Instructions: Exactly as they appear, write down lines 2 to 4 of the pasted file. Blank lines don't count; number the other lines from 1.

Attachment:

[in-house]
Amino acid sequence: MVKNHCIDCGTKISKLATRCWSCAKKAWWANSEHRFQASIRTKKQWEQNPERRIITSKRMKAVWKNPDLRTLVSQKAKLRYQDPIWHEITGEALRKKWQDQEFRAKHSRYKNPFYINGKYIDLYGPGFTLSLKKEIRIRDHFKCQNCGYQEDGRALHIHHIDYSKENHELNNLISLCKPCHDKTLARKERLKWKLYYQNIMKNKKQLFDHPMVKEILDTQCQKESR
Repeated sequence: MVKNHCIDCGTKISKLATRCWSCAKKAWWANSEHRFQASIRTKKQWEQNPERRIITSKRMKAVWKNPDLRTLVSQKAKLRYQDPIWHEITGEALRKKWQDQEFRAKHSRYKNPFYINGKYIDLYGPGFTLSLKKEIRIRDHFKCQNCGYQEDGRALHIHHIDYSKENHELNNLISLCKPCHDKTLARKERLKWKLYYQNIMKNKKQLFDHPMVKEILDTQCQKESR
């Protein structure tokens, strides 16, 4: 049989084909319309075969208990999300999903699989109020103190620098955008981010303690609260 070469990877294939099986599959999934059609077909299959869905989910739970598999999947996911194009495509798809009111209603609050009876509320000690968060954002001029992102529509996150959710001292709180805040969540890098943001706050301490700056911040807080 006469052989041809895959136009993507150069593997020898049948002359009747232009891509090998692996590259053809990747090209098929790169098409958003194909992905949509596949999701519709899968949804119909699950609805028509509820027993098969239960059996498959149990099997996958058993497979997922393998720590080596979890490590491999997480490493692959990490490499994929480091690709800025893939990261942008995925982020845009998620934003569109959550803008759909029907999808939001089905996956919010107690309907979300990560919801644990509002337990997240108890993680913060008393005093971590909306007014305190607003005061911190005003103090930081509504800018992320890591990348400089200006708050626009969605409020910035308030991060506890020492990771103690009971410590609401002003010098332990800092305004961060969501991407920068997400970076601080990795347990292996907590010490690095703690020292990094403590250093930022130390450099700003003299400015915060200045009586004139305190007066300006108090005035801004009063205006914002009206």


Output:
Amino acid sequence: MVKNHCIDCGTKISKLATRCWSCAKKAWWANSEHRFQASIRTKKQWEQNPERRIITSKRMKAVWKNPDLRTLVSQKAKLRYQDPIWHEITGEALRKKWQDQEFRAKHSRYKNPFYINGKYIDLYGPGFTLSLKKEIRIRDHFKCQNCGYQEDGRALHIHHIDYSKENHELNNLISLCKPCHDKTLARKERLKWKLYYQNIMKNKKQLFDHPMVKEILDTQCQKESR
Repeated sequence: MVKNHCIDCGTKISKLATRCWSCAKKAWWANSEHRFQASIRTKKQWEQNPERRIITSKRMKAVWKNPDLRTLVSQKAKLRYQDPIWHEITGEALRKKWQDQEFRAKHSRYKNPFYINGKYIDLYGPGFTLSLKKEIRIRDHFKCQNCGYQEDGRALHIHHIDYSKENHELNNLISLCKPCHDKTLARKERLKWKLYYQNIMKNKKQLFDHPMVKEILDTQCQKESR
């Protein structure tokens, strides 16, 4: 049989084909319309075969208990999300999903699989109020103190620098955008981010303690609260 070469990877294939099986599959999934059609077909299959869905989910739970598999999947996911194009495509798809009111209603609050009876509320000690968060954002001029992102529509996150959710001292709180805040969540890098943001706050301490700056911040807080 006469052989041809895959136009993507150069593997020898049948002359009747232009891509090998692996590259053809990747090209098929790169098409958003194909992905949509596949999701519709899968949804119909699950609805028509509820027993098969239960059996498959149990099997996958058993497979997922393998720590080596979890490590491999997480490493692959990490490499994929480091690709800025893939990261942008995925982020845009998620934003569109959550803008759909029907999808939001089905996956919010107690309907979300990560919801644990509002337990997240108890993680913060008393005093971590909306007014305190607003005061911190005003103090930081509504800018992320890591990348400089200006708050626009969605409020910035308030991060506890020492990771103690009971410590609401002003010098332990800092305004961060969501991407920068997400970076601080990795347990292996907590010490690095703690020292990094403590250093930022130390450099700003003299400015915060200045009586004139305190007066300006108090005035801004009063205006914002009206």